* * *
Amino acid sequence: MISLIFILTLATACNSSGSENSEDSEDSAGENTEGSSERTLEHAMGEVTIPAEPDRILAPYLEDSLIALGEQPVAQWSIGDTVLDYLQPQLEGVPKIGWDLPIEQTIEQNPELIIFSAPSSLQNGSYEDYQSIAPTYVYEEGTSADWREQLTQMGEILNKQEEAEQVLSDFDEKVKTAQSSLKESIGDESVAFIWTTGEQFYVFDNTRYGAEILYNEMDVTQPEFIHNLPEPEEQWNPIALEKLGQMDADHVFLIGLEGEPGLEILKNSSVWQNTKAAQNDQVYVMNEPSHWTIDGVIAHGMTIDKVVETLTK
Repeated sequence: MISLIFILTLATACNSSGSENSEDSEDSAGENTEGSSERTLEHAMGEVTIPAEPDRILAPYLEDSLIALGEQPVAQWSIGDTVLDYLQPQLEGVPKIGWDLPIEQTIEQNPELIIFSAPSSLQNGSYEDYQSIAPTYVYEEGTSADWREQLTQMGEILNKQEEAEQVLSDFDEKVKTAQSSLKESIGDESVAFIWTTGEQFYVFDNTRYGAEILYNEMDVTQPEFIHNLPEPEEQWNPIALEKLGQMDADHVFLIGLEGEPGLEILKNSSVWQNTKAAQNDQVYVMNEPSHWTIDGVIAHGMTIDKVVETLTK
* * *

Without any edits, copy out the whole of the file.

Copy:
Amino acid sequence: MISLIFILTLATACNSSGSENSEDSEDSAGENTEGSSERTLEHAMGEVTIPAEPDRILAPYLEDSLIALGEQPVAQWSIGDTVLDYLQPQLEGVPKIGWDLPIEQTIEQNPELIIFSAPSSLQNGSYEDYQSIAPTYVYEEGTSADWREQLTQMGEILNKQEEAEQVLSDFDEKVKTAQSSLKESIGDESVAFIWTTGEQFYVFDNTRYGAEILYNEMDVTQPEFIHNLPEPEEQWNPIALEKLGQMDADHVFLIGLEGEPGLEILKNSSVWQNTKAAQNDQVYVMNEPSHWTIDGVIAHGMTIDKVVETLTK
Repeated sequence: MISLIFILTLATACNSSGSENSEDSEDSAGENTEGSSERTLEHAMGEVTIPAEPDRILAPYLEDSLIALGEQPVAQWSIGDTVLDYLQPQLEGVPKIGWDLPIEQTIEQNPELIIFSAPSSLQNGSYEDYQSIAPTYVYEEGTSADWREQLTQMGEILNKQEEAEQVLSDFDEKVKTAQSSLKESIGDESVAFIWTTGEQFYVFDNTRYGAEILYNEMDVTQPEFIHNLPEPEEQWNPIALEKLGQMDADHVFLIGLEGEPGLEILKNSSVWQNTKAAQNDQVYVMNEPSHWTIDGVIAHGMTIDKVVETLTK